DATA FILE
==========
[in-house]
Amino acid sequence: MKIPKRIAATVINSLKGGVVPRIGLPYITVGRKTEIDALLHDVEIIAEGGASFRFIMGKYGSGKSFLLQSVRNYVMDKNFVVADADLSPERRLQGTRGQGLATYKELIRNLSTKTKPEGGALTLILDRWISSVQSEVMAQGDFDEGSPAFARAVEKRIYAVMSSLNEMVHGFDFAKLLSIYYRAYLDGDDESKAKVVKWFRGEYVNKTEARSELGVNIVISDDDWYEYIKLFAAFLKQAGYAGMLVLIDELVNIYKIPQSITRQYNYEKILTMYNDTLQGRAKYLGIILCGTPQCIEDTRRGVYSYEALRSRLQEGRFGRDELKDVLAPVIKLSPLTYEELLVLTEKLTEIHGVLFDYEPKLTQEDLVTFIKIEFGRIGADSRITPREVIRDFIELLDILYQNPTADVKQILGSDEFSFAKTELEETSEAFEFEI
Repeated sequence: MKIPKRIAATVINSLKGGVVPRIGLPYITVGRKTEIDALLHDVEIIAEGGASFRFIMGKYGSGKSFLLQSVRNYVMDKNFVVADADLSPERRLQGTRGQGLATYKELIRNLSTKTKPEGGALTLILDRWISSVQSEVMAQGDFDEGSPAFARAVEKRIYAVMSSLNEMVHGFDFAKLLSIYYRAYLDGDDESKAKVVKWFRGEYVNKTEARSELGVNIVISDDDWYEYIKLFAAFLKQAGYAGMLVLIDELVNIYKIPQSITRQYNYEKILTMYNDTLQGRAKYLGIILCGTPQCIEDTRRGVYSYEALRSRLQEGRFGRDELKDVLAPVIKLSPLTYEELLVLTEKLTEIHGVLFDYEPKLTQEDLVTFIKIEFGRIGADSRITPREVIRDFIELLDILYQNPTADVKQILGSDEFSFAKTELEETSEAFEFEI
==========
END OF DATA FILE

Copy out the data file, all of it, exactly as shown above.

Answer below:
[in-house]
Amino acid sequence: MKIPKRIAATVINSLKGGVVPRIGLPYITVGRKTEIDALLHDVEIIAEGGASFRFIMGKYGSGKSFLLQSVRNYVMDKNFVVADADLSPERRLQGTRGQGLATYKELIRNLSTKTKPEGGALTLILDRWISSVQSEVMAQGDFDEGSPAFARAVEKRIYAVMSSLNEMVHGFDFAKLLSIYYRAYLDGDDESKAKVVKWFRGEYVNKTEARSELGVNIVISDDDWYEYIKLFAAFLKQAGYAGMLVLIDELVNIYKIPQSITRQYNYEKILTMYNDTLQGRAKYLGIILCGTPQCIEDTRRGVYSYEALRSRLQEGRFGRDELKDVLAPVIKLSPLTYEELLVLTEKLTEIHGVLFDYEPKLTQEDLVTFIKIEFGRIGADSRITPREVIRDFIELLDILYQNPTADVKQILGSDEFSFAKTELEETSEAFEFEI
Repeated sequence: MKIPKRIAATVINSLKGGVVPRIGLPYITVGRKTEIDALLHDVEIIAEGGASFRFIMGKYGSGKSFLLQSVRNYVMDKNFVVADADLSPERRLQGTRGQGLATYKELIRNLSTKTKPEGGALTLILDRWISSVQSEVMAQGDFDEGSPAFARAVEKRIYAVMSSLNEMVHGFDFAKLLSIYYRAYLDGDDESKAKVVKWFRGEYVNKTEARSELGVNIVISDDDWYEYIKLFAAFLKQAGYAGMLVLIDELVNIYKIPQSITRQYNYEKILTMYNDTLQGRAKYLGIILCGTPQCIEDTRRGVYSYEALRSRLQEGRFGRDELKDVLAPVIKLSPLTYEELLVLTEKLTEIHGVLFDYEPKLTQEDLVTFIKIEFGRIGADSRITPREVIRDFIELLDILYQNPTADVKQILGSDEFSFAKTELEETSEAFEFEI